posted 22 November 2003 02:48 AM     profile     
I have the original POD, but the XT may be the same.

You have to use the pedal board supplied by Line 6 to get full use of a volume pedal. I use one with mine.

If you hook it up to a computer and use the editing software, the volume pedal can be placed before or after the "pre-amp". This allows you to have a driven sound regardless of the pedal position (when set to After). This can be set for every Preset.

When you pull back the pedal, in both modes, reverbs and such will naturally decay.

George Kimery
Member

From: Limestone, TN, USA

posted 22 November 2003 05:26 AM     profile     
I would like to be educated about stereo. To have true stereo, wouldn't you have to either have a stereo pickup with 2 hots and a ground or 2 pickups, each acting as a right and left channel? If you are taking one signal and trying to make stereo out of it, aren't you really just getting Hi-fi and not true stereo? You would need 2 amps or at least an amp with 2 seperate channels also, right?

[This message was edited by George Kimery on 22 November 2003 at 05:54 AM.]

Erv Niehaus
Member

From: Litchfield, MN, USA

posted 22 November 2003 07:02 AM     profile     
I think the closest you could come in a "stereo" volume pedal would be one with two outlets. I have a couple of them, a Goodrich and an Emmons. I don't use the two outlets for stereo though, I use one to go to a tuner.
Erv
Bob Hoffnar
Member

From: Brooklyn, NY

posted 22 November 2003 09:55 AM     profile     
Franklin makes a true stereo volume pedal.
Brad Sarno
Member

From: St. Louis, MO USA

posted 22 November 2003 01:59 PM     profile     
One input and two outputs isn't stereo, it's mono with two identical outputs. A true stereo volume pedal would have two inputs and two outputs that are totally isolated from eachother. I'm guessing the Franklin stereo pedal has two pots ganged together. Ernie Ball makes a true stereo pedal too but they feel funny when you sit down and use them. I think they're angled for standing up and playing normal geetar.

Brad Sarno

Paul Osbty
Member

From: Seattle, Washington, USA

posted 22 November 2003 05:24 PM     profile     
Eric, you will be able to run your POD in stereo, straight to the mixing board, if you use the Line 6 pedal as I explained.
John Floyd
Member

From: Somewhere between Camden County , NC and Saluda S.C.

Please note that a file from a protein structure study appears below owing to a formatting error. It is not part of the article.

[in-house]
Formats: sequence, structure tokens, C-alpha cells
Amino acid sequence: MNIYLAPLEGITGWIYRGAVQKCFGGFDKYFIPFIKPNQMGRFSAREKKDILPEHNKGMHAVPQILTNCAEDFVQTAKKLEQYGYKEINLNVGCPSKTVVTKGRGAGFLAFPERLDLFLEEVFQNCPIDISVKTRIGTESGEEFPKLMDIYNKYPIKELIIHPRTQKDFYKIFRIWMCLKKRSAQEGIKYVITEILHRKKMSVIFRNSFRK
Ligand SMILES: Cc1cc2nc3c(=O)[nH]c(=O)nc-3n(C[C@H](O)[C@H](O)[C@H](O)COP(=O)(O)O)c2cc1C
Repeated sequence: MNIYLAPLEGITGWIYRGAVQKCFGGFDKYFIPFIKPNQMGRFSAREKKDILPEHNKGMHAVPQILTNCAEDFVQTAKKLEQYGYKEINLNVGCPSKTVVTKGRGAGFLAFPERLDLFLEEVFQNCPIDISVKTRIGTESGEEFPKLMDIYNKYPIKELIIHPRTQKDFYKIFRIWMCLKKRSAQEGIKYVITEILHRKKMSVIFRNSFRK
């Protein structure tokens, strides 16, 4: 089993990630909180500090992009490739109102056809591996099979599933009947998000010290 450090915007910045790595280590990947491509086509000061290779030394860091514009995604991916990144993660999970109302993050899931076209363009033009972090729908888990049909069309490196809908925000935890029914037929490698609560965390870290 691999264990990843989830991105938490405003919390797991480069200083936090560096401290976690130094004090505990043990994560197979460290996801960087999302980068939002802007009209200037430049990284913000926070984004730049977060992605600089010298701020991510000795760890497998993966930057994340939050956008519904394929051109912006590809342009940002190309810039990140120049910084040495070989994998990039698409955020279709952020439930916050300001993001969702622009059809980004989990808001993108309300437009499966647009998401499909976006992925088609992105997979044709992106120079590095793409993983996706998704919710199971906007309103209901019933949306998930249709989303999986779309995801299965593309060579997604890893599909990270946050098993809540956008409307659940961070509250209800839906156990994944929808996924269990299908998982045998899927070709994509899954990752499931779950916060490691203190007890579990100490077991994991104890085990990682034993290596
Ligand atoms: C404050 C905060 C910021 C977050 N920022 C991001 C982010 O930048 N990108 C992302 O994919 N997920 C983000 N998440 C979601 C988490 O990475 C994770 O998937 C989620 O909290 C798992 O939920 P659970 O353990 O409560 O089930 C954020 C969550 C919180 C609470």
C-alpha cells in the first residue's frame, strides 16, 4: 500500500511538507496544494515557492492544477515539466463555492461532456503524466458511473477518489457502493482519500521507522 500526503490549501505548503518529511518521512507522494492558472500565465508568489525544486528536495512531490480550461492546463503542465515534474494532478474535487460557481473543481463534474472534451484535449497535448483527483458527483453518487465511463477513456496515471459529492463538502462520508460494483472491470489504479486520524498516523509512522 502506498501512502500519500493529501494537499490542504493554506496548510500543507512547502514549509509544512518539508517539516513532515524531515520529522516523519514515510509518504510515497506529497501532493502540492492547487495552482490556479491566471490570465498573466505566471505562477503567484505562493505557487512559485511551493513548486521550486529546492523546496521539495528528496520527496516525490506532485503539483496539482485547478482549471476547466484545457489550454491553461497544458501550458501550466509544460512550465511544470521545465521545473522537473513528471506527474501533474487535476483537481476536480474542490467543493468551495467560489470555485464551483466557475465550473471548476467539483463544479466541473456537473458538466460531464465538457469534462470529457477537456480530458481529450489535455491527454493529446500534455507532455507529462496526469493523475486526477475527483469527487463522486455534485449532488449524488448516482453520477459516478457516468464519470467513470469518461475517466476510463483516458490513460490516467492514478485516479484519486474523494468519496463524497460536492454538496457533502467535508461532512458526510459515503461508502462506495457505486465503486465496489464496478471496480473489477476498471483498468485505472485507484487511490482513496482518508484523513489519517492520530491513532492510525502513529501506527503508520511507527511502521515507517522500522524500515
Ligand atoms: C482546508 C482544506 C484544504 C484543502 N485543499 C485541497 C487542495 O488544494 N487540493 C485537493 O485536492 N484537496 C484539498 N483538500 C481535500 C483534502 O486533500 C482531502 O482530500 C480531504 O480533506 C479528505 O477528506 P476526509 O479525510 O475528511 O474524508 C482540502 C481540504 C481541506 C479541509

posted 22 November 2003 06:40 PM     profile     
I have one of the Ernie Ball Stereo Volume Pedals and Brad you are right, its practically useless for steel. Too Tall, however it has a switch where you can change it over to panning from left to right.
The other disadvantage is that with 4 jacks you have tied 4 ground points together and created one hell of a ground loop.

------------------

[This message was edited by John Floyd on 22 November 2003 at 06:43 PM.]

Eric West
Member

From: Portland, Oregon, USA

posted 23 November 2003 03:40 AM     profile     
Had a gig so missed most of this.

THe xt has a right and left output for amps or boards, 1/4in jack. I currently have the volume pedal before it.

The stereoness is not the guitar it's the stereo effects, like some delays, auto pan, and a couple others and only when using two amps. Reverb tremolo and chorus at least I'd think would be best After everything.

Problem being, and indeed it might be able to be solved by a Line 6 pedal, which goes internally )and I STILL haven't had time o read which effects it can put in front of the pedal though I will tomorrow.) and put the compressor, and overdriven "muff tones".

I'll keep the ernie ball in mind and briefly toyed with adding another pot and two jacks on my old trusty EB. If anything like the PSGs, a Franklin would doubtless be the State of the Art.

I'm gonna read more after I come to this afternoon.

Long fun gig..

EJL

Larry Dahl
Member

From: Geneva, FL USA

posted 24 November 2003 02:00 AM     profile     
Eric,
The Franklin stereo volume pedal is essentially a copy of the emmons, but just a fraction wider, so as to allow two pots with their shafts cut short to fit against each others shaft. Naturally, the strings wind around the collars from opposite sides. There are two ins and two outs=stereo. I have two of these pedals. Years ago I drilled holes in the face of the pot covers, and I occasionally spray cleaner in there, then recover the hole with a piece of duct tape.
Eric West
Member

From: Portland, Oregon, USA

posted 26 November 2003 10:40 PM     profile     
Here's the deal on the Pod xt Volume Loop:

To use it you MUST get a shortboard pedal board and use their volume pedal.

It is a "voltage controller" done digitaly somehow rather than a pot.

That's the only way to use the most often "pre pedal effects" such as distortion, and compression BEFORE the volume pedal.

Oh well.

The compressor is liveable post pedal, and if I need good pre pedal distortion I can always hook up my Boss Turbo before the VP.

Took a call to two techs to get them to "info up" on it.

Happy T Day to all.

EJL